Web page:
Fix flaws at Barbican Square
THE EDITOR, Sir:
Some time ago, the communications manager at the National Works Agency stated that the purpose of the two-and-a-half-foot-tall concrete barriers in the middle of the roads in Barbican Square was "for safety reasons and the pedestrians should use the pedestrian crossings that are provided".
However, I wish to bring to your attention the potential danger that pedestrians face daily basis in Barbican.
Recently, I waited at the pedestrian crossing at the Jacks Hill Road-Barbican Road intersection until the pedestrian crossing signal was illuminated. While I was crossing Jacks Hill Road, I saw an SUV turning left from Barbican Road on to Jacks Hill Road. I looked at the pedestrian crossing signal again and it showed the 'safe-to-walk' signal while I was using the pedestrian crossing. Imagine! Both pedestrians and drivers are permitted to use the roadway at the same time!
The situation is even more dangerous if one is crossing Jacks Hill Road towards the gas station. This is so because the pedestrian's back would be facing the vehicles that are turning left from Barbican Road on to Jacks Hill Road, and they would not be able to see the approaching vehicles.
In addition, the pedestrian crossing at this intersection is about six feet from Barbican Road, so the drivers turning left from Barbican Road may not see the pedestrians on the crossing. Therefore, if the driver stops suddenly to avoid hitting the pedestrians, another car could run into the back of his/her vehicle.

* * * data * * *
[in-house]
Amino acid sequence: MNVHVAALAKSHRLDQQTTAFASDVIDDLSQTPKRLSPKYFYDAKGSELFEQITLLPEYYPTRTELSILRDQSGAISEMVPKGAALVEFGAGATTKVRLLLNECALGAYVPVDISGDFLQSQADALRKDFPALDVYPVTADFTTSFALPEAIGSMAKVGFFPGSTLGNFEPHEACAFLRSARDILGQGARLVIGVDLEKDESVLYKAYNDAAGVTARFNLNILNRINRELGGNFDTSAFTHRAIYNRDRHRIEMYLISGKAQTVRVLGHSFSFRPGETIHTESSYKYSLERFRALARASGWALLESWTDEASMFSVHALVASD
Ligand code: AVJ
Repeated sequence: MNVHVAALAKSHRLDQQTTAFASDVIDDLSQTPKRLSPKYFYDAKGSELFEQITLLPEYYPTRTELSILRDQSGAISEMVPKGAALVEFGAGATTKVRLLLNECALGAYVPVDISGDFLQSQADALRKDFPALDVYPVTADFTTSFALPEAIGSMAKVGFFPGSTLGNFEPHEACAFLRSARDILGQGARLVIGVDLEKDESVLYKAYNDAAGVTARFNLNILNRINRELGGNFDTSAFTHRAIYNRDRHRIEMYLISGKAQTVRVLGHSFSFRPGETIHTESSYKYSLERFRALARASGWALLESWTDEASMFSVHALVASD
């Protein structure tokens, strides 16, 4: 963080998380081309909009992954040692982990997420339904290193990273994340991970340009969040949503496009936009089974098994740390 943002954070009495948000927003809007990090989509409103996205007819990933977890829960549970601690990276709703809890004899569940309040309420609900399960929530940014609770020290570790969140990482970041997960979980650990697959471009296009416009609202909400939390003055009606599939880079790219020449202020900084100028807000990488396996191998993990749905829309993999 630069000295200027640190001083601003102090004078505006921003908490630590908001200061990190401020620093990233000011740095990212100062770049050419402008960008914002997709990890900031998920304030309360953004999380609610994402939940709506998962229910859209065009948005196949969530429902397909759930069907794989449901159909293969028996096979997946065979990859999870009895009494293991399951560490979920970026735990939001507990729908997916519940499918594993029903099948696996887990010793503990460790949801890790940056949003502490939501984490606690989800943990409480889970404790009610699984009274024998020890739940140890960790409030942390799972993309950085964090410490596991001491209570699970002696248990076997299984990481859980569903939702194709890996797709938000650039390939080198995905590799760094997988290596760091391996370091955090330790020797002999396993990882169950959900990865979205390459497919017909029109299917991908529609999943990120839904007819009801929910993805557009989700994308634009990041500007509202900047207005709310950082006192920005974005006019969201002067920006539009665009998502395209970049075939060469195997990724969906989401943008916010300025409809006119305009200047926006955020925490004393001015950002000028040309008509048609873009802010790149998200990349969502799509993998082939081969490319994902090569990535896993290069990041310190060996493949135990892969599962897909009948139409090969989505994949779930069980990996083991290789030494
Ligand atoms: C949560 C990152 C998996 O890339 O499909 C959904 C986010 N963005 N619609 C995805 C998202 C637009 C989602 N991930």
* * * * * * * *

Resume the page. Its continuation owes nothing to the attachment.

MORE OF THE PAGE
On June 30, 2018, I wrote emails to the executive directors at the National Road Safety Council and the Road Safety Unit, asking if they could make an appeal to the relevant agencies about the same dangers at Barbican Road and East Kings House Road, the Barbican Road and Birdsucker Lane intersection, and the two pedestrian crossings at the two traffic lights on East Kings House Road by the supermarket.
Based on my encounter today, I can only hope that the authorities aren't going to wait until there are accidents before they reprogramme the traffic signals, to how they should be properly operating.
Also, someone showed me that the metal safety barrier by the gully at the Barbican Road and Russell Heights intersection is too low. It was removed during the road construction and reinstalled using screws, but the current height of the barrier at that location may result in someone falling into the gully if he/she is not careful.